Are Congressional Republicans Violating Their Oath of Office?

The January 6 Committee has revealed information that bolsters the case that Trump and several of his associates corruptly and comprehensively attempted to overturn the 2020 election–in spite of being told this was illegal and wrong. My sense is that the upcoming hearings will make this case even stronger. Whether Trump and some of his associates will see jail time has been receiving a lot of attention.

But something, maybe a bigger matter, has received much less attention in my view—namely, did congressional Republicans violate—and are they continuing to violate– their oath of office? To put this more specifically and concretely, are they failing to “defend the Constitution from all enemies foreign and domestic,” and in some cases are they undermining and subverting the Constitution, either tacitly or actively? (Would it be fair to designate those who are undermining and subverting the Constitution as the “enemies” in the oath?)

Raising these questions makes me wonder if I’m being irrational, blinded by biases, but let me lay out my thoughts to see if others agree or not.

Interesting Ways Blockchain and NFTs Could Impact Music

Music critic Ted Gioia had some ideas on the ways blockchain and NFTs can impact music–positively for both musicians and fans. I’m not comfortable with my knowledge of blockchain or NFTs, but based on what I know, Gioia’s speculations does generate some enthusiasm. I say more on this later, but I should also say that I have a heavy-dose of skepticism, with regard to a new financial model that will actually compensate musicians fairly. My cynical sense is that the corporations (and historically, the people with money) will ultimately find ways to exploit the artists. (A handful of individual artists may prosper, but many will not, including great artists who were ahead of their time.)

The Political Lens I Use to Understand the Current GOP

For a while now I’ve arrived at a way of understanding GOP politicians and their supporters–a way I expect many will consider proof of bias and/or irrationality. I want to describe the lens I use to understand the GOP, and lay out the reasons for this–including the reasons a more, seemingly reasonable approach doesn’t seem to work.

Let me begin by first discussing and describing the reasons people adopt specific political positions. Normally, they do so because they believe such a position is good for the country, and, relatedly, they oppose a position because they believe it is bad for the country. “Good/bad” in this sense generally refers to things like improving economic conditions, improving education, increasing the access and affordability to health care and housing, etc. To determine good or bad policies, most people rely on their values and and political principles. Of course, self-interest is also a key factor. That is, people support or oppose a policy to the degree to which it helps or hurts their personal interests. My guess is that personal interest is the biggest factor for most people.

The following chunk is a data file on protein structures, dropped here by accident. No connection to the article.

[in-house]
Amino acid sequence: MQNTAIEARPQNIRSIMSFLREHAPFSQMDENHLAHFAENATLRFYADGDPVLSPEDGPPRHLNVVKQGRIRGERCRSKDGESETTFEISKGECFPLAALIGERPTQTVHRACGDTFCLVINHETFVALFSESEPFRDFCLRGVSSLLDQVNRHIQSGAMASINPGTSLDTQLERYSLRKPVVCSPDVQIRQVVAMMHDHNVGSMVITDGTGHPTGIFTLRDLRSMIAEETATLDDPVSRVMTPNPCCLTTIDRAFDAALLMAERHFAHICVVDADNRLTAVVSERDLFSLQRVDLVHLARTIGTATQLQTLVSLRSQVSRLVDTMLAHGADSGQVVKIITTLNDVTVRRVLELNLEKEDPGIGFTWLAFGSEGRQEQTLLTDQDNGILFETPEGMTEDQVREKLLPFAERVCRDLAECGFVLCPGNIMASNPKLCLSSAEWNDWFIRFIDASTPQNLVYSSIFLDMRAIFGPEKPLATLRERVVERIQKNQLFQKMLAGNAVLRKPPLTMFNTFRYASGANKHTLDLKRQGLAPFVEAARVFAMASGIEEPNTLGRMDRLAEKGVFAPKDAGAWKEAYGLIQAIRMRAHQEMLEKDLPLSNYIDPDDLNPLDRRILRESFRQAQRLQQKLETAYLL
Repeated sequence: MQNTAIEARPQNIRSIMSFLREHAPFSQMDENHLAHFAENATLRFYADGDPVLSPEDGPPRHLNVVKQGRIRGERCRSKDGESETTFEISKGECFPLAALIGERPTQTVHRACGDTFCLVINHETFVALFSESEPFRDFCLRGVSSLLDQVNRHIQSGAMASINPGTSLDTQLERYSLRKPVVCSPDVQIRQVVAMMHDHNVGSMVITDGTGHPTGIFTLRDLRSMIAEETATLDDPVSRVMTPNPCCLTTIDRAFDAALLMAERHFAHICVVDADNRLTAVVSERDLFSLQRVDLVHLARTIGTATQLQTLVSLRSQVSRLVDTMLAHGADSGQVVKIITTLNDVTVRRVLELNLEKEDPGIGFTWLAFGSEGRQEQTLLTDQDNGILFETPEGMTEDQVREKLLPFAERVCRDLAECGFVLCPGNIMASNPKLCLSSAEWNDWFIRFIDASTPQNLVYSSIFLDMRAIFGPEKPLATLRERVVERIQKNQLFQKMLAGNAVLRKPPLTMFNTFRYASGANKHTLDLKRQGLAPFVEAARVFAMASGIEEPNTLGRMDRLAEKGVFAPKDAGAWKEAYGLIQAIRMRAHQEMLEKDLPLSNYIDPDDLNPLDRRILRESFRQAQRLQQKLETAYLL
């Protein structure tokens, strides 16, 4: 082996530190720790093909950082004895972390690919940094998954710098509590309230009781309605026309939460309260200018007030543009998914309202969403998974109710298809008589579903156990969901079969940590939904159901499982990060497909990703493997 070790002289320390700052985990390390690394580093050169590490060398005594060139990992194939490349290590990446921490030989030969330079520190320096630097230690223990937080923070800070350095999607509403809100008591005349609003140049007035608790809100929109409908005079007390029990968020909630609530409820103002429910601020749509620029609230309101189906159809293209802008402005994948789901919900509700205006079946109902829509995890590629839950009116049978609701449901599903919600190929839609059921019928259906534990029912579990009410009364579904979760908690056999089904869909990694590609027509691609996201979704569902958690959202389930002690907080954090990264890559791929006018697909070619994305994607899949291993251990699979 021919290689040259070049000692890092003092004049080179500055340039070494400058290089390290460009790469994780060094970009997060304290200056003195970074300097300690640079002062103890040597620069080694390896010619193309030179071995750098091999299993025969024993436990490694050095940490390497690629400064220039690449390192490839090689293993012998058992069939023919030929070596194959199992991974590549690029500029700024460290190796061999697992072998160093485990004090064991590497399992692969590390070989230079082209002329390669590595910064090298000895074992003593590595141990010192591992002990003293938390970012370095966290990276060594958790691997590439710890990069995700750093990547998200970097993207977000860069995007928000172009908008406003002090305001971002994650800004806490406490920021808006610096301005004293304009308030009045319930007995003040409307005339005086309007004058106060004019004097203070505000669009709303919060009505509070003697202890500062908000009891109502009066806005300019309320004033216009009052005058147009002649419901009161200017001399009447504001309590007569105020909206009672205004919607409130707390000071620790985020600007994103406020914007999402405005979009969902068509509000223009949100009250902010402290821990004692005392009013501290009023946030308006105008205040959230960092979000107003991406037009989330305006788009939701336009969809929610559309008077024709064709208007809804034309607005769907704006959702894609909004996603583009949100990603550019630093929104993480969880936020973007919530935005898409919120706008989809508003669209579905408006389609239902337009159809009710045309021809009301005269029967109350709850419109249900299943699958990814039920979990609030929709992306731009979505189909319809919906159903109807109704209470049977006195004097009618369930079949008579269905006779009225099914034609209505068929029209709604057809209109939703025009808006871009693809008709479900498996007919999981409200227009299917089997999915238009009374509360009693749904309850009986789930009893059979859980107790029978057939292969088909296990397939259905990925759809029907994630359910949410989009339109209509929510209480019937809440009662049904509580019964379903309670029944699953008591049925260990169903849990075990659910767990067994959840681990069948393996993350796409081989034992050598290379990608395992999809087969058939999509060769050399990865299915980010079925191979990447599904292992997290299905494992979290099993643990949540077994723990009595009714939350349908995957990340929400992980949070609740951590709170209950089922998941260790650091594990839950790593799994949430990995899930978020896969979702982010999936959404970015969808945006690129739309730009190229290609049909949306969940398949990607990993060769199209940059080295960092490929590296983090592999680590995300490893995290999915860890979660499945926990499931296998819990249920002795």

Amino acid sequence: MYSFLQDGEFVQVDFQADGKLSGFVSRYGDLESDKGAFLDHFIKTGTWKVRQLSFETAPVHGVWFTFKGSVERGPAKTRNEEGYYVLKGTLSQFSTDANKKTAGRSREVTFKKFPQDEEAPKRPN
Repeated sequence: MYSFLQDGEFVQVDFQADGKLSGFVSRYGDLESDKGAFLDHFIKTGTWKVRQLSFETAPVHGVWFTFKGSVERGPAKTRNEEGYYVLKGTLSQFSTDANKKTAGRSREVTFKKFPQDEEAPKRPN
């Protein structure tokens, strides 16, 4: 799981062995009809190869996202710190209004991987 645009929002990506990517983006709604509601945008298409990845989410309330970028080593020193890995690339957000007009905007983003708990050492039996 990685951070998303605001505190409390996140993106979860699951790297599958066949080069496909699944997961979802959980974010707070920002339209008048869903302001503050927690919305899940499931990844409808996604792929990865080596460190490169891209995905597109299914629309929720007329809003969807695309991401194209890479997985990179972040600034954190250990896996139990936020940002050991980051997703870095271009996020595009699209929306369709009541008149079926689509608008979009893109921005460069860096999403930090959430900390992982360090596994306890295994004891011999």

While this may be true, political parties and politicians should rely more on what they believe is in the best interests of the country. Certainly, self-interest, in the form of power and wealth shouldn’t be the primary basis for their positions. Generally, if a party or politician supports a policy simply because it increases or protects power and wealth, that would undermine the argument for such a policy. Therefore, while self-interest is a legitimate reason for supporting a policy, it can’t be the only one–not if broad support is the goal.

For most of my adult life, I have assumed that Democrats and Republicans consistently chose their policy positions based on a genuine interest in the welfare of the country. Again, the quest for power always plays a role–and sometimes may supersede the country’s interests–but I didn’t doubt that the country’s interests were consistently a key driver.

Since Trump became President, I no longer feel that way about the GOP.

Normally, I would want to lay out a thorough argument for this position, but I’m impatient to describe the lens I use to understand the current GOP, so I’m only going to provide a brief explanation. In a nutshell, the GOP, in supporting Trump, have revealed that they don’t, or never did, value most of the political principles they’ve espoused–as Trump has violated, sometimes egregiously, them. At this point, I don’t know what Trump could have done that would have caused the GOP to oppose him. (Low taxes seems to be the one exception, although Trump never violated this principle.) Additionally, my sense is that the GOP really doesn’t seem serious or interested in solving major problems.

To keep and maintain power, they seem to have employed the following strategy. First, when Democrats are in power, obstruct and stonewall, so very little gets done. Doing so will deny any success that Democrats can use to win votes, without losing votes for the GOP. (Many voters seem to blame both parties when little is done in Congress–but they also don’t blame incumbents very often.) Second, go all in on the “culture wars.” I will have a lot to say about the culture wars–indeed, the political lens I use relates to my current understanding of this. I’ll go into that in the next post.

A Middle Ground for Moderating Social Media

Social media companies have been wrestling with content moderation for several years. Jaron Lanier recently suggested an alternative to a laissez-faire approach and government regulation. Here’s how he describes it: